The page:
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The patient was started on systemic tapering steroids for the residual disease but showed no response. She was further treated with external radiotherapy 29Gy/10 fractions.

  Discussion Top

RDD or sinus histiocytosis with massive lymphadenopathy is characterized by proliferation and accumulation of non-Langerhans cell histiocytes in the lymph node sinuses and extranodal sites.[1]

The disease usually presents with massive painless bilateral cervical lymphadenopathy, fever, weight loss, and night sweats, and is seen in children and young adults.[1],[6] The extranodal sites involved in the decreasing order of frequency are skin, nasal cavity, paranasal sinuses, eyelid, orbit, bone, and central nervous system.[1] The reported ophthalmic manifestations of RDD include lymphoproliferation in the soft tissue of orbit, eyelid, lacrimal gland, uvea, and compressive optic neuropathy.[1],[3]

Extranodal RDD presents rarely with isolated progressive visual loss due to compressive optic neuropathy, and only two previous cases have been reported in elder patients.[3],[7] Compressive optic neuropathy in extranodal RDD could occur secondary to an orbital mass or as an intracranial RDD involving the sella. The cause of compressive optic neuropathy was a suprasellar mass, and the patient presented with painless progressive visual loss in our case like the previously described cases. The vision loss was severe with a drop in vision to light perception in one of these cases as against our case. Visual field loss was seen in both eyes in our case unlike in one of the previous cases where one eye was unaffected.

The disease was not limited to the central nervous system in the earlier cases and caused additional manifestations of eyelid mass and epistaxis as against our case, where an isolated suprasellar mass was causing a compressive optic neuropathy.

Being primarily a meningeal process, the RDD may mimic a meningioma on radiodiagnosis[7] as was in our case as well as one of the previously described cases. Neuroimaging may also reveal simultaneous involvement of paranasal sinuses in the disease process, which was not seen in our case.[3]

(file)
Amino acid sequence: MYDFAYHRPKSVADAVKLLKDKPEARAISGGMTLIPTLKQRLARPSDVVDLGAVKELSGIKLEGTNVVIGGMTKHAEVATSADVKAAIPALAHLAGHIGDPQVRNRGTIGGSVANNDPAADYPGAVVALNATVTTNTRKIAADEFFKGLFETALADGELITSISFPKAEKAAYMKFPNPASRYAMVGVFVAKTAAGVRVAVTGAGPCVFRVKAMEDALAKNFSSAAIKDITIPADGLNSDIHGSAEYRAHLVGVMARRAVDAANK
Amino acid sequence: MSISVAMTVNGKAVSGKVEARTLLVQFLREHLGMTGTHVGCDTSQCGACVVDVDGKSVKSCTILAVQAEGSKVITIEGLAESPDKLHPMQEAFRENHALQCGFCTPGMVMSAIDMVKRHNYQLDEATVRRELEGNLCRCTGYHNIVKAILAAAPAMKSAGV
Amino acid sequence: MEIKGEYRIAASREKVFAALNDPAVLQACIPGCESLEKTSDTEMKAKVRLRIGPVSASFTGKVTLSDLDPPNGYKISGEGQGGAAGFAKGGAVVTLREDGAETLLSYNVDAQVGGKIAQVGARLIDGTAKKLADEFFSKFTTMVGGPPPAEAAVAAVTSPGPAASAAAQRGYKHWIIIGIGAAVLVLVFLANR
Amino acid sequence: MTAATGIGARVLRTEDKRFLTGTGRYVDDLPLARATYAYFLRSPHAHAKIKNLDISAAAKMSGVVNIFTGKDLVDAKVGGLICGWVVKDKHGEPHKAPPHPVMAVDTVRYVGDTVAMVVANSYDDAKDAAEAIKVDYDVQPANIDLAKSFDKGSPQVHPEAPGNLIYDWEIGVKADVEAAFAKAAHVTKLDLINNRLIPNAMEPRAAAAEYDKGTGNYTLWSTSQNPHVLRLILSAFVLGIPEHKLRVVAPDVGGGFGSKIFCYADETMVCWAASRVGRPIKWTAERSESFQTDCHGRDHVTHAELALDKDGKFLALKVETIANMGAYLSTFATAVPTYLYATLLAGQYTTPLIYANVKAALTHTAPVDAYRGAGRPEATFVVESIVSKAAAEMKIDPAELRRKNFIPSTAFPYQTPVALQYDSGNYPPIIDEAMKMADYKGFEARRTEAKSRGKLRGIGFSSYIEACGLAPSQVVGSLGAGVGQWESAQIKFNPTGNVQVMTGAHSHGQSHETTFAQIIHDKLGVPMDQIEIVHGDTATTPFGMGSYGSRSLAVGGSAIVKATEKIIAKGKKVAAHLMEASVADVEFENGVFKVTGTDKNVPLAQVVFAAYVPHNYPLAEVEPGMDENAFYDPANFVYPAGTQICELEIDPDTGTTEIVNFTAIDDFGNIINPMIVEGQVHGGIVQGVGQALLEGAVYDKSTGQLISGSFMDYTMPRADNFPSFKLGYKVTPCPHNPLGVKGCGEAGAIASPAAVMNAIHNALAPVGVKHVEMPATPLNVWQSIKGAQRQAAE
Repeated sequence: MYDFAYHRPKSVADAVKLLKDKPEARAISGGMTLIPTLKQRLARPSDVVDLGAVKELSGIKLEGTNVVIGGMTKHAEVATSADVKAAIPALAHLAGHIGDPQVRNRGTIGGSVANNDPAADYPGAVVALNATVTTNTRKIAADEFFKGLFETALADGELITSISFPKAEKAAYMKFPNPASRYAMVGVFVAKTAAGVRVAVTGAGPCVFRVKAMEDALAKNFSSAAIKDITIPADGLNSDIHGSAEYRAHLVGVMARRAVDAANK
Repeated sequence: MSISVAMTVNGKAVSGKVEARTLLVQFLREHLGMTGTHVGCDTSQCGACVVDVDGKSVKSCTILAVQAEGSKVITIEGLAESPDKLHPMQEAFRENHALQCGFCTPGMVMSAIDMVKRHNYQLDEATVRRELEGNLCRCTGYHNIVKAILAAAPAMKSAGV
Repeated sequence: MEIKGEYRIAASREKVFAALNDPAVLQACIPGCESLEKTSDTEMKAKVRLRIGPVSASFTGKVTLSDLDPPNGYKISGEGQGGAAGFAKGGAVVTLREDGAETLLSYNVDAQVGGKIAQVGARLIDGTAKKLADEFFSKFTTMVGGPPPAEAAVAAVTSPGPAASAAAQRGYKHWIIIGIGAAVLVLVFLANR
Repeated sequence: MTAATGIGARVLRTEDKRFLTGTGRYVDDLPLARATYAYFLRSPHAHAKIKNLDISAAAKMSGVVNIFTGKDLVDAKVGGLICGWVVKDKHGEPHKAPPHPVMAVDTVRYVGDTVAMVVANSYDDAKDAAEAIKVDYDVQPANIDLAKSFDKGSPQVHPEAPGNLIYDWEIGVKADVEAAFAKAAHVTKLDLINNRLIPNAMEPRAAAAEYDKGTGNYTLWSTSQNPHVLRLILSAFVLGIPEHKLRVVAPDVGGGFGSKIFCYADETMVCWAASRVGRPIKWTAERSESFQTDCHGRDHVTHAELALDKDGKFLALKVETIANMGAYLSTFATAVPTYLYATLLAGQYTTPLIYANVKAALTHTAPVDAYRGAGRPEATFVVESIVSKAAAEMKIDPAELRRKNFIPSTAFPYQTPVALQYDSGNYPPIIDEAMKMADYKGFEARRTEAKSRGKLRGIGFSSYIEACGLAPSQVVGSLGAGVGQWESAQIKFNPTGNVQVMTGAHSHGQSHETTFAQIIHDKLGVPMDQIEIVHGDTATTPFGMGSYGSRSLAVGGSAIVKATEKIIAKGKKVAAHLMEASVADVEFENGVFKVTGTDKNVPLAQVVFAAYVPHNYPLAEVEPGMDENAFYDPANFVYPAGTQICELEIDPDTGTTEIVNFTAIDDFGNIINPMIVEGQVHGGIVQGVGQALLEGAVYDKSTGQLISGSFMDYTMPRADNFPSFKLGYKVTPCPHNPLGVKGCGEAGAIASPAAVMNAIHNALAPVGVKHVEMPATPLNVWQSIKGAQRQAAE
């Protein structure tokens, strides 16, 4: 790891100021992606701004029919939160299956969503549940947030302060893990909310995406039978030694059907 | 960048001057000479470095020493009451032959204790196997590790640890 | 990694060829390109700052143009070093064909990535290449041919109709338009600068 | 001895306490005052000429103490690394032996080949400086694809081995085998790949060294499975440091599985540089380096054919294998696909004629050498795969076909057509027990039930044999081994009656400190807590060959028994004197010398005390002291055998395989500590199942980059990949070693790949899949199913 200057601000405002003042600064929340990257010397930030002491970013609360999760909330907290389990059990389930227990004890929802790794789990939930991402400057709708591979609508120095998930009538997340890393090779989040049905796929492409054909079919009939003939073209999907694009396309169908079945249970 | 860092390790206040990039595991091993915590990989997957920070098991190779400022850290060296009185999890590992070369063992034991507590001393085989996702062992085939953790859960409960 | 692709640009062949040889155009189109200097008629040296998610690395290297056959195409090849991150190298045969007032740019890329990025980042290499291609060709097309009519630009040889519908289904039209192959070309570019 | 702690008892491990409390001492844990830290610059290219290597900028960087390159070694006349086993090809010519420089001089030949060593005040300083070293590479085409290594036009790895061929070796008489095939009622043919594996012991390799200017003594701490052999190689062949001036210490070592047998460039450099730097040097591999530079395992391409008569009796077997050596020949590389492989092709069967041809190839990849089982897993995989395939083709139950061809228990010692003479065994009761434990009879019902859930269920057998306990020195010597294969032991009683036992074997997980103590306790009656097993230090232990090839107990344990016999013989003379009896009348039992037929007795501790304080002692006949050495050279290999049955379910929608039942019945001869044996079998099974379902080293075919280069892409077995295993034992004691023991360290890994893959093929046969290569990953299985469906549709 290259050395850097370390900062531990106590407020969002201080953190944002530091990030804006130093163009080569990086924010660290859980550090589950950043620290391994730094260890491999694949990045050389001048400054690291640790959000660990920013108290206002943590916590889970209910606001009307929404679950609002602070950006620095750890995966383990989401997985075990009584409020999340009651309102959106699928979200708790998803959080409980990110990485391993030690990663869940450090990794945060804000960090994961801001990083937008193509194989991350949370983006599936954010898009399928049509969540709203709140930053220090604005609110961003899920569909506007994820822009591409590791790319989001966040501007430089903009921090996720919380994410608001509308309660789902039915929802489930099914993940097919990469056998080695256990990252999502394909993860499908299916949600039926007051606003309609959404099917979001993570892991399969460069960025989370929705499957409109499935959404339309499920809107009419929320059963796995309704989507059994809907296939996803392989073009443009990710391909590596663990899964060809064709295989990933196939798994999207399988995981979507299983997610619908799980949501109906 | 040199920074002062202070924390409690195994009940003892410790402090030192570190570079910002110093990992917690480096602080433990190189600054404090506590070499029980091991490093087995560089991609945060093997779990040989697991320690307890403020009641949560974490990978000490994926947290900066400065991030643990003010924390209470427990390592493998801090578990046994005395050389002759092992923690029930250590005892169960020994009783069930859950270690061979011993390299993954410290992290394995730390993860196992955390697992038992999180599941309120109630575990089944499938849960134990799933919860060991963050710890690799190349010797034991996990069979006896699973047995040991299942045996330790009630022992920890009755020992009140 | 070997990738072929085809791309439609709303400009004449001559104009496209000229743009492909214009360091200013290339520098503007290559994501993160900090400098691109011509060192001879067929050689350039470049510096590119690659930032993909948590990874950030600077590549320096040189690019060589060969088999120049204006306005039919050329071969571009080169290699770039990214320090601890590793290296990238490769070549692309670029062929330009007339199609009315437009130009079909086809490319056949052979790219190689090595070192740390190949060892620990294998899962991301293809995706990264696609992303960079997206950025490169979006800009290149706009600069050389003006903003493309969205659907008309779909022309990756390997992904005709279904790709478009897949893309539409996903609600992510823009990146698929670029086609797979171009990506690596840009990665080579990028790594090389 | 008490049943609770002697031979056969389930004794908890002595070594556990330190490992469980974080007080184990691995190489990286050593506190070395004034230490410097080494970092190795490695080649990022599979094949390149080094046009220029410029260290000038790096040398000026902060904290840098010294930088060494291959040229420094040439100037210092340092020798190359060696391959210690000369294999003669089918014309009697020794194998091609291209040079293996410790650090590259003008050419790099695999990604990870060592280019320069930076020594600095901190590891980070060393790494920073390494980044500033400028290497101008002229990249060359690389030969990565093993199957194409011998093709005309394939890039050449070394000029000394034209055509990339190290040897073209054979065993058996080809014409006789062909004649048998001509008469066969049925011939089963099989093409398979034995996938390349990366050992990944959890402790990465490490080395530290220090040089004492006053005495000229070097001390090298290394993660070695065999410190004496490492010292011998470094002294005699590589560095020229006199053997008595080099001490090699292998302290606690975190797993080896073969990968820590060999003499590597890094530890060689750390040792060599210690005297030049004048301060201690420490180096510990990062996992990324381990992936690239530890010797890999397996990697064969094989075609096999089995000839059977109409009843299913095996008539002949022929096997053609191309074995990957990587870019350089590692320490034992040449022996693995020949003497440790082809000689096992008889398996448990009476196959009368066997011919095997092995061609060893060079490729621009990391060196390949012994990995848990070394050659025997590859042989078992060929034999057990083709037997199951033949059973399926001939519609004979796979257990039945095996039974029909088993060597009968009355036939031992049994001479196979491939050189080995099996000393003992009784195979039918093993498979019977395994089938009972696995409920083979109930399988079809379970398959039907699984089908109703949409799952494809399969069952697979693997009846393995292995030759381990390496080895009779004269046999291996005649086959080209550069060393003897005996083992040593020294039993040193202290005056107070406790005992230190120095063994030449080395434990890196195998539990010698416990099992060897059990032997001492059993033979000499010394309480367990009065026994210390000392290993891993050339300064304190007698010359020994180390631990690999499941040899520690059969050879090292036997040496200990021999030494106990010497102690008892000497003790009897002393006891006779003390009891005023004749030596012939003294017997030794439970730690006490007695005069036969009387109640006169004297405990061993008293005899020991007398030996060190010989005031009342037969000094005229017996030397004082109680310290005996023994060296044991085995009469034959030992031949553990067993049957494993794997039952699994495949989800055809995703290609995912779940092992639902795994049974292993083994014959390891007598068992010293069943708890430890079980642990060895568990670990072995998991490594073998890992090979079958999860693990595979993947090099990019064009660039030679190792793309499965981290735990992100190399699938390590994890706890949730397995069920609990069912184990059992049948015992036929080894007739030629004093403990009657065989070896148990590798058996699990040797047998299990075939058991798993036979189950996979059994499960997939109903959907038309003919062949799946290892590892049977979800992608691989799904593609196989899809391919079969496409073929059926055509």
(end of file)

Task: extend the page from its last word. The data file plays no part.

Hematoxylin and eosin staining showing emperipolesis, which means an intact cell within the cytoplasm of another cell and immunohistochemistry showing S-100, CD68 positive,[6] which is diagnostic for RDD was present in all cases.

RDD is usually self-limited and with spontaneous remission reported in up to 50% of cases.[6] Intervention is indicated in symptomatic cases involving critical locations. Surgical excision, radiotherapy, chemotherapy, and systemic steroids are the available modalities of treatment.[8] Since recurrences can occur, surveillance is indicated for relapse for at least 5 years.[9] Multimodality approach of treatment was followed in our case as well as in the previous cases.

  Conclusion Top

Our case is unique in presenting as mild visual disturbance and field loss with only temporal pallor of optic discs in isolated intracranial RDD. This highlights the importance of imaging and tissue biopsy in such cases.

Declaration of patient consent

The authors certify that they have obtained all appropriate patient consent forms. In the form the patient(s) has/have given his/her/their consent for his/her/their images and other clinical information to be reported in the journal. The patients understand that their names and initials will not be published and due efforts will be made to conceal their identity, but anonymity cannot be guaranteed.


The histopathology Images are courtesy Dr. Nandeesh BN, Department of Neuropathology, National Institute of Mental Health and Neurosciences, Bengaluru.

Financial support and sponsorship


Conflicts of interest

There are no conflicts of interest.

  References Top

Vemuganti GK, Naik MN, Honavar SG. Rosai dorfman disease of the orbit. J Hematol Oncol 2008;1:7.  Back to cited text no. 1
Abla O, Jacobsen E, Picarsic J, Krenova Z, Jaffe R, Emile JF, et al. Consensus recommendations for the diagnosis and clinical management of Rosai-Dorfman-Destombes disease. Blood 2018;131:2877-90.  Back to cited text no. 2
Shukla E, Nicholson A, Agrawal A, Rathod D. Extra nodal Rosai-Dorfman disease (sinus histiocytosis with massive lymphadenopathy) presenting as asymmetric bilateral optic atrophy: An atypical ocular presentation. Head Neck Pathol 2016;10:414-7.  Back to cited text no. 3
Taufiq M, Khair A, Begum F, Akhter S, Shamim Farooq M, Kamal M. Isolated intracranial Rosai-Dorfman disease. Case Rep Neurol Med 2016;2016:1972594. doi: 10.1155/2016/1972594.  Back to cited text no. 4
McPherson CM, Brown J, Kim AW, DeMonte F. Regression of intracranial rosai-dorfman disease following corticosteroid therapy. Case Rep J Neurosurg 2006;104:840-4.  Back to cited text no. 5
Bruce-Brand C, Schneider JW, Schubert P. Rosai-Dorfman disease: An overview. J Clin Pathol 2020;73:697-705.  Back to cited text no. 6
Siu RC, Tan IL, Davidson AS, Robertson A, Fraser CL. Clinical reasoning: Compressive optic neuropathy secondary to intracranial Rosai-Dorfman disease. Neurology 2015;85:e89-92.  Back to cited text no. 7
Goyal G, Ravindran A, Young JR, Shah MV, Bennani NN, Patnaik MM, et al. Clinicopathological features, treatment approaches, and outcomes in Rosai-Dorfman disease. Haematologica 2020;105:348-57.  Back to cited text no. 8
Petzold A, Thom M, Powell M, Plant GT. Relapsing intracranial Rosai-Dorfman disease. J Neurol Neurosurg Psychiatry 2001;71:538-41.  Back to cited text no. 9


  [Figure 1], [Figure 2], [Figure 3], [Figure 4]